Lyn McLean: Well, this is so interesting, Ron, and I’m really glad you asked that question, because what research is showing now is that children who are exposed to radiation before birth appear to have problems after birth. For example, children who were exposed to mobile phone radiation, when their mothers used mobile phones before they were born or just after they were born, by the time these children were aged seven, they started to show more behaviour problems and learning problems than unexposed [00:02:30] children or lesser exposed children.
These aren’t problems like ADHD sorts of behaviour and, as I say, learning problems. So not only can it affect the fetus, but it can affect the child at least up to age seven. That was as far as the children had grown by the time the experiment was done, so who knows how much further into their lives it could potentially affect them. I think it’s really important for mums to realise that what they exposed themselves to could affect their unborn child. That’s not just behaviour but also things like exposed rats, for example, had things like delayed puberty or change to the nervous system, so we know that it’s causing changes in fetus.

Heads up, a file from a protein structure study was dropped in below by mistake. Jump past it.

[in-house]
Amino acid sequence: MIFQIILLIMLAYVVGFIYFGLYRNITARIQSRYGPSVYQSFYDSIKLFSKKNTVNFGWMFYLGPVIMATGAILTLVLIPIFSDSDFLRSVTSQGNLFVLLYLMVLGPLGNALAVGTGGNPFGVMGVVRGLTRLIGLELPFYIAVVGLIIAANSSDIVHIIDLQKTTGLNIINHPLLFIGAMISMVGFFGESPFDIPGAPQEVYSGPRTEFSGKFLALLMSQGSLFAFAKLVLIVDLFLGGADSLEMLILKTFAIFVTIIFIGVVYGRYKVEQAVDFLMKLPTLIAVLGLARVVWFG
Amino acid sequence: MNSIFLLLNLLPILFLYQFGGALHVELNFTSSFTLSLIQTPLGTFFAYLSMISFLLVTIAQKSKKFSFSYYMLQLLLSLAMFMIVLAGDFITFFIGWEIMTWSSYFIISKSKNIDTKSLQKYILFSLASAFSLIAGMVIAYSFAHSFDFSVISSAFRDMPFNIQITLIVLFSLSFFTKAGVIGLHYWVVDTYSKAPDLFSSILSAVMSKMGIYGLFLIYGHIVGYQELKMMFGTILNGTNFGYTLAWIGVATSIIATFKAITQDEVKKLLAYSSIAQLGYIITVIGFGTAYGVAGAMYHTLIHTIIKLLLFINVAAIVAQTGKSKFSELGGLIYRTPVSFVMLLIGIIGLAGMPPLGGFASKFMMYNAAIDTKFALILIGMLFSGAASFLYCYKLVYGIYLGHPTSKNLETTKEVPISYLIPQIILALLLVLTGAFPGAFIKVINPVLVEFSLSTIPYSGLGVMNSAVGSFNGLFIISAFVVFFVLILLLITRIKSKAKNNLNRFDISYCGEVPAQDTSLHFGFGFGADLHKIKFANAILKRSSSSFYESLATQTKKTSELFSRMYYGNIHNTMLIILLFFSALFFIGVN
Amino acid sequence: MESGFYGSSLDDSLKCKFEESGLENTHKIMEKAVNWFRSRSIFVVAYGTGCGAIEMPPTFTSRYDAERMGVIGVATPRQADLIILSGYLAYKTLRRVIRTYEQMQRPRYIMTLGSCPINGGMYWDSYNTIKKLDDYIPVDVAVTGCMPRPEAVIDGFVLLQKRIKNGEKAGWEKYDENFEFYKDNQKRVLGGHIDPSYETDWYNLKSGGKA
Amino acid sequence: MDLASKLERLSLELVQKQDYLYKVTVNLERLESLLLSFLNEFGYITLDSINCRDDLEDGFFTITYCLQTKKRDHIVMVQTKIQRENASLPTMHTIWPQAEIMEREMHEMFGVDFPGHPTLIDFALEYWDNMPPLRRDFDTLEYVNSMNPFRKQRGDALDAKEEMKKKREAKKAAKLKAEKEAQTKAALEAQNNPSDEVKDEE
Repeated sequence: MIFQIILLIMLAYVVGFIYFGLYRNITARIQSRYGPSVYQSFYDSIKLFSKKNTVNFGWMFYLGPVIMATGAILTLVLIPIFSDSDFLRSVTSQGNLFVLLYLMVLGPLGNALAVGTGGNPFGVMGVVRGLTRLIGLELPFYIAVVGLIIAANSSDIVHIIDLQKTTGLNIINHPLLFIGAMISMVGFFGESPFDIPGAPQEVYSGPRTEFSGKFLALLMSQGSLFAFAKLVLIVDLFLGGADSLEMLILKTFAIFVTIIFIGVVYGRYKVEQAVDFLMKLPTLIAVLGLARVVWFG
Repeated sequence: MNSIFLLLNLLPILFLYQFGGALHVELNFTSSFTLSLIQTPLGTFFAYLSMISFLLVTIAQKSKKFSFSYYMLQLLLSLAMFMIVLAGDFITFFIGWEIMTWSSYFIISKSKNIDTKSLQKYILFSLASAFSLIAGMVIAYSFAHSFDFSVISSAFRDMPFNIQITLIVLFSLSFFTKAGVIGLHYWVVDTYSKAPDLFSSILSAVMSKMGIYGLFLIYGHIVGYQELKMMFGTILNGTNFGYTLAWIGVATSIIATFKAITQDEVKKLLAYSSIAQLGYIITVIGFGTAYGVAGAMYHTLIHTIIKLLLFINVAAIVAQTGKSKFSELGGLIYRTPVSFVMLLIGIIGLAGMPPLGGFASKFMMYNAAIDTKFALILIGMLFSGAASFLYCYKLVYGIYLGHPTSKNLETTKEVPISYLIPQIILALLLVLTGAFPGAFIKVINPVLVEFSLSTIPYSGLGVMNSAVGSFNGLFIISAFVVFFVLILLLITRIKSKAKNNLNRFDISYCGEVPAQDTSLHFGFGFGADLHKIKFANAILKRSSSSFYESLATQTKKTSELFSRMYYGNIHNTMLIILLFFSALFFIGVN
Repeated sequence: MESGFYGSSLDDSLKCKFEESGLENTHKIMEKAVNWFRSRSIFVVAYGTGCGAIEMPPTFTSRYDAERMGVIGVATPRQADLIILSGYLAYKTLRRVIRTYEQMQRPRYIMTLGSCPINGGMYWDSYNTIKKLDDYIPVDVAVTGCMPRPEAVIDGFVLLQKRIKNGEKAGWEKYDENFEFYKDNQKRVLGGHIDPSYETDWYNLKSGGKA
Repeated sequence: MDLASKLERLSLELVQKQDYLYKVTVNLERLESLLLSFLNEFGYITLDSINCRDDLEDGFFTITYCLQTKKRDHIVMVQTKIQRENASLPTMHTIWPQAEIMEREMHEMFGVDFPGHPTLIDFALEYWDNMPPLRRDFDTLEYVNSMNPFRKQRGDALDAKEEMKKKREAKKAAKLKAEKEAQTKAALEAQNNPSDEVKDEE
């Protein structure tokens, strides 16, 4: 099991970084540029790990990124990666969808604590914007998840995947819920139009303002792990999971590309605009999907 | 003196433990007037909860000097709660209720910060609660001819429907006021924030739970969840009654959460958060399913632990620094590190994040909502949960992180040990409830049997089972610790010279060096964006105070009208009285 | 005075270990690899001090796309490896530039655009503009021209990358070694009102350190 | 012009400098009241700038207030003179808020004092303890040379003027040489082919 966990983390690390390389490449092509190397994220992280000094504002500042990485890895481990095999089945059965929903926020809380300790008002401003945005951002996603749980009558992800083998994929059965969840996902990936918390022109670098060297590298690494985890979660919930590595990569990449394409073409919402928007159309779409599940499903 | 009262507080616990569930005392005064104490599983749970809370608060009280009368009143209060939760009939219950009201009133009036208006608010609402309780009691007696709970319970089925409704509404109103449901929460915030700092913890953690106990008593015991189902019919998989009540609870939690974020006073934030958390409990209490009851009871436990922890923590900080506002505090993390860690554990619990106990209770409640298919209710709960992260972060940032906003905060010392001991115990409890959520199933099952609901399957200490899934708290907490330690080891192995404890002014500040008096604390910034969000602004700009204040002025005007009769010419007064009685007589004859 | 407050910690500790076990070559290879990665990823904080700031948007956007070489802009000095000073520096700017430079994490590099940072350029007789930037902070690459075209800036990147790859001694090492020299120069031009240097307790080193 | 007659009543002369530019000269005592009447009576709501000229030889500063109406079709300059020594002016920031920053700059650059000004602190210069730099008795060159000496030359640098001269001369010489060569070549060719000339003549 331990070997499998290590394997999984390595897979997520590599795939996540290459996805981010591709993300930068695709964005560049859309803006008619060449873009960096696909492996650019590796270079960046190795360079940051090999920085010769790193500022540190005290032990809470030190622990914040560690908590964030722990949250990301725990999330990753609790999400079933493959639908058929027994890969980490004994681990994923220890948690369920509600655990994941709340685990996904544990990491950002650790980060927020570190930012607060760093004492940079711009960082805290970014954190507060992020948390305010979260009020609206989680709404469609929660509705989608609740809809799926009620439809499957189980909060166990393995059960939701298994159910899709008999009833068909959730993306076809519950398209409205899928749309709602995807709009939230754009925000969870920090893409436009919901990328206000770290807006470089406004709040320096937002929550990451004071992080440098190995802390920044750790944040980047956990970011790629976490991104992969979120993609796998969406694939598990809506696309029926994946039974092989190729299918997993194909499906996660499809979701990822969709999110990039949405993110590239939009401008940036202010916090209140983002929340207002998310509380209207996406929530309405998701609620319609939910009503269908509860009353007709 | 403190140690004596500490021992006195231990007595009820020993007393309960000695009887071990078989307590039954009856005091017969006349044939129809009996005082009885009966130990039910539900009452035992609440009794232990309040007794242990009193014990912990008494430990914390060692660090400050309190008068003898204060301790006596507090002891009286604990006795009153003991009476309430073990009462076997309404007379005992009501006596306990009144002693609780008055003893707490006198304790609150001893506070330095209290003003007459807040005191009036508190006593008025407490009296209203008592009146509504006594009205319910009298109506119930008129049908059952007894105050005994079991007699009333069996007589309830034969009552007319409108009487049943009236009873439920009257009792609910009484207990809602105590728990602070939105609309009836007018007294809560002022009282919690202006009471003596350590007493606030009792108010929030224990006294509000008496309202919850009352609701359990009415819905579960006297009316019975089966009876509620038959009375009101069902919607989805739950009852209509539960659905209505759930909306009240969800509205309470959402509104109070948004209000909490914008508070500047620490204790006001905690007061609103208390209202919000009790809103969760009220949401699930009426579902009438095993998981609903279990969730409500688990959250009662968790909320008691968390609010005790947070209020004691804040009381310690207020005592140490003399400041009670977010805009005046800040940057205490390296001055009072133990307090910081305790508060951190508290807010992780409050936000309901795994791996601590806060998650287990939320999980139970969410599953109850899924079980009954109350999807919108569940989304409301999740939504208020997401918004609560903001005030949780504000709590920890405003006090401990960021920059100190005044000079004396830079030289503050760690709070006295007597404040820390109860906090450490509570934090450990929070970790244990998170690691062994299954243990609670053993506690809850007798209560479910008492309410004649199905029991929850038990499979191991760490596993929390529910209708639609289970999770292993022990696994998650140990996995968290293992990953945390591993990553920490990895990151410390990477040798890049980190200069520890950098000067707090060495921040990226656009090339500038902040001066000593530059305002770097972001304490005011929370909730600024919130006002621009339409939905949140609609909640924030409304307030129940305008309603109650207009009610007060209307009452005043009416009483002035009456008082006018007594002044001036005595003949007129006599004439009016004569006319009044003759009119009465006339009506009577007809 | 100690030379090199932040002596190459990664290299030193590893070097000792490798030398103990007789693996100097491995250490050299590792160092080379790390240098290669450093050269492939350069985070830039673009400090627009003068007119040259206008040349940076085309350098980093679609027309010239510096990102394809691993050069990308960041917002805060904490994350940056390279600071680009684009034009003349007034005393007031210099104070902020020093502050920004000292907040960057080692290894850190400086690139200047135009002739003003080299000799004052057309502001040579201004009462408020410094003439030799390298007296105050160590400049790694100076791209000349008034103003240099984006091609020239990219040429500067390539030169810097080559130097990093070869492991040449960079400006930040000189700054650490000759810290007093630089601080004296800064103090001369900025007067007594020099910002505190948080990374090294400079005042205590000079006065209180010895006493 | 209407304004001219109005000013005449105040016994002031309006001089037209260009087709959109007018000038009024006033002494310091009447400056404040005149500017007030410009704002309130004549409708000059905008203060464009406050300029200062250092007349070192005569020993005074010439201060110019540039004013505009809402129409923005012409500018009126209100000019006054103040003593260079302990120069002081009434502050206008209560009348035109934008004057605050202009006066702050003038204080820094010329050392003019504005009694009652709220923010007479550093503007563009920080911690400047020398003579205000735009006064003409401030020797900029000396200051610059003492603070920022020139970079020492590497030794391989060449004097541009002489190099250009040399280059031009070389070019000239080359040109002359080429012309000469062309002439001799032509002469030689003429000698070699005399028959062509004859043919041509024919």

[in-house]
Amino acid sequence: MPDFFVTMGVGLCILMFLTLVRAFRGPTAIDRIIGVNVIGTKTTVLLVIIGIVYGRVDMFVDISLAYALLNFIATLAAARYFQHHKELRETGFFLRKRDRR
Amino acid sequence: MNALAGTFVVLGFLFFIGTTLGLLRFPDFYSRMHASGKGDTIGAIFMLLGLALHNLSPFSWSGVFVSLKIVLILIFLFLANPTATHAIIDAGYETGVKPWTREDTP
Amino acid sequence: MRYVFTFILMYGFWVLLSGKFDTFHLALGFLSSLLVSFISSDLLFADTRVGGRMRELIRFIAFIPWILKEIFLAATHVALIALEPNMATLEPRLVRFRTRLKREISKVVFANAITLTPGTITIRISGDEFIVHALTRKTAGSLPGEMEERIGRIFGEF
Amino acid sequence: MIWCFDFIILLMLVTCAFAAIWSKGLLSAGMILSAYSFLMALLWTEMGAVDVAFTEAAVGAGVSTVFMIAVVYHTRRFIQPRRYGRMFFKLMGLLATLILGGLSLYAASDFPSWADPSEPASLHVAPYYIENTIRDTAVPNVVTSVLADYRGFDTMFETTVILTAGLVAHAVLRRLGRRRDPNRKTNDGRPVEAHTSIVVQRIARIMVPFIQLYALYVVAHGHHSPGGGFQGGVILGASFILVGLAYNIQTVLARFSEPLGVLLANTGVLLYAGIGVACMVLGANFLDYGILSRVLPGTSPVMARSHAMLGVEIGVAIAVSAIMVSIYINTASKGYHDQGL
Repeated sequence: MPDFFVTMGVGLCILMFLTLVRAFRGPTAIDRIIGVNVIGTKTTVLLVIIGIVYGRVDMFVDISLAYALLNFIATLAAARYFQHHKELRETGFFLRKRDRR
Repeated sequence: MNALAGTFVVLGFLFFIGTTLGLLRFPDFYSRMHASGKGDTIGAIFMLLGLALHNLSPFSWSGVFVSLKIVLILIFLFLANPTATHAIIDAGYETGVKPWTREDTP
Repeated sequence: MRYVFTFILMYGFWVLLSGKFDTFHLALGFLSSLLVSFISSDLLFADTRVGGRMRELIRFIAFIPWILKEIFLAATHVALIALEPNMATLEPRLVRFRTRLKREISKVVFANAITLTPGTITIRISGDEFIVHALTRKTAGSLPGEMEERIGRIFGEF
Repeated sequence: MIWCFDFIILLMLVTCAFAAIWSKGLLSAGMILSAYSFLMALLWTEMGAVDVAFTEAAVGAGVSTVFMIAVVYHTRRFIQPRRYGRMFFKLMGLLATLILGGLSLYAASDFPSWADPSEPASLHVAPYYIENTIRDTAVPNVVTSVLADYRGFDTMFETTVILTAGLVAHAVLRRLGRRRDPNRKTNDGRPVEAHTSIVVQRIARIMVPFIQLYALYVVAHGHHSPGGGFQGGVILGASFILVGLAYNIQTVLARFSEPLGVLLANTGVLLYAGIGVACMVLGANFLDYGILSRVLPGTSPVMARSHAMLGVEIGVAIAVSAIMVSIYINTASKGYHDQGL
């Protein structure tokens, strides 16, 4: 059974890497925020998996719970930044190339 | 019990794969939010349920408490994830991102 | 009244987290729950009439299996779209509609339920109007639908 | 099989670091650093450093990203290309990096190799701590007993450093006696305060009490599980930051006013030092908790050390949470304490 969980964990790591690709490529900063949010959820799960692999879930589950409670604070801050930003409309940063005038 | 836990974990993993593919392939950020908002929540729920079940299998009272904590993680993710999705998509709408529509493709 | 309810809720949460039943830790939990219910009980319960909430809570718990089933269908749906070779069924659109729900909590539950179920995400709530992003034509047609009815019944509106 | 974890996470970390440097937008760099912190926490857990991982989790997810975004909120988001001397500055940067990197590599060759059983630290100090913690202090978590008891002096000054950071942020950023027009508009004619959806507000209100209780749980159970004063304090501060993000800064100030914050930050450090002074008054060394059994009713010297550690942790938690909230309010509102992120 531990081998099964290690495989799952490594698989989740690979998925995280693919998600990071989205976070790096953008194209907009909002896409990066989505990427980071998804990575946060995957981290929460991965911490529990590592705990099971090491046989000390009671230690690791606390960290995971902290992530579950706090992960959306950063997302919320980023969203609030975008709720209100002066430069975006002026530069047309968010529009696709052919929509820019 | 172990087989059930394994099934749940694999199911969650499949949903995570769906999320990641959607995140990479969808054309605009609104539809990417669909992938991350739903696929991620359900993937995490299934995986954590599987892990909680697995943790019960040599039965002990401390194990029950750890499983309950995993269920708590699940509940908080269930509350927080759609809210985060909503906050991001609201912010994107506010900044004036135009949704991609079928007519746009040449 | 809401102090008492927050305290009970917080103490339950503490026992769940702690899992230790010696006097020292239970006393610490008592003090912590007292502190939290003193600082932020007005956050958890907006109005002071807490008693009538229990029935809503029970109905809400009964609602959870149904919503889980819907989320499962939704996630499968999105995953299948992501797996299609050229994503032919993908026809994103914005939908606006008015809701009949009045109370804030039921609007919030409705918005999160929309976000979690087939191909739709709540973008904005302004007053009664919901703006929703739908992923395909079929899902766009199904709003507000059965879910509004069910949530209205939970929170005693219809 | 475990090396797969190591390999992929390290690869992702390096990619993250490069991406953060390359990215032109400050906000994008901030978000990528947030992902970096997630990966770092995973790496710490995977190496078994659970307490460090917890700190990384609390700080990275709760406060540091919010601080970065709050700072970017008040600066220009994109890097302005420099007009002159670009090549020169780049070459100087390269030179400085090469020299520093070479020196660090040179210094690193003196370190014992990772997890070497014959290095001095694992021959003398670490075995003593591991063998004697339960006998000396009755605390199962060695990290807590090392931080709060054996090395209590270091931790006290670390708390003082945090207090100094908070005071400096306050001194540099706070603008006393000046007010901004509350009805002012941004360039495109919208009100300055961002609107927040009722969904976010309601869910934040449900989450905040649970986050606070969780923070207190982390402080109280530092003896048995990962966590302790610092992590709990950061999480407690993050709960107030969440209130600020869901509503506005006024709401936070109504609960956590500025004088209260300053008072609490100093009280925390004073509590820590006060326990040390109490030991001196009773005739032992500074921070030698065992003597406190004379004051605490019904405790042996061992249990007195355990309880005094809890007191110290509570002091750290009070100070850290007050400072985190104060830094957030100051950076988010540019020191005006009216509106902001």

Now that’s true with mums, but even dads can be affected by this radiation. We know that in today’s society, there are lots of families that are having trouble with fertility. This wireless radiation has been associated with infertility because it’s been shown to affect sperm and have effects that are symptomatic, I guess, with infertility. Those studies have been done in humans, but also animals.
It makes me wonder how many people are going to fertility clinics and going through long processes when perhaps if they just exposed themselves to less radiation, their circumstances might change quite substantially. So, that’s just something for your listeners to think about.
Dr. Ron Ehrlich: Yeah, yeah. Well, of course, I was just picturing people who are pregnant or men who have got their laptops in their laps, very close to where our sperm is being produced, one can only imagine. But children are vulnerable, aren’t they? Children are always more vulnerable.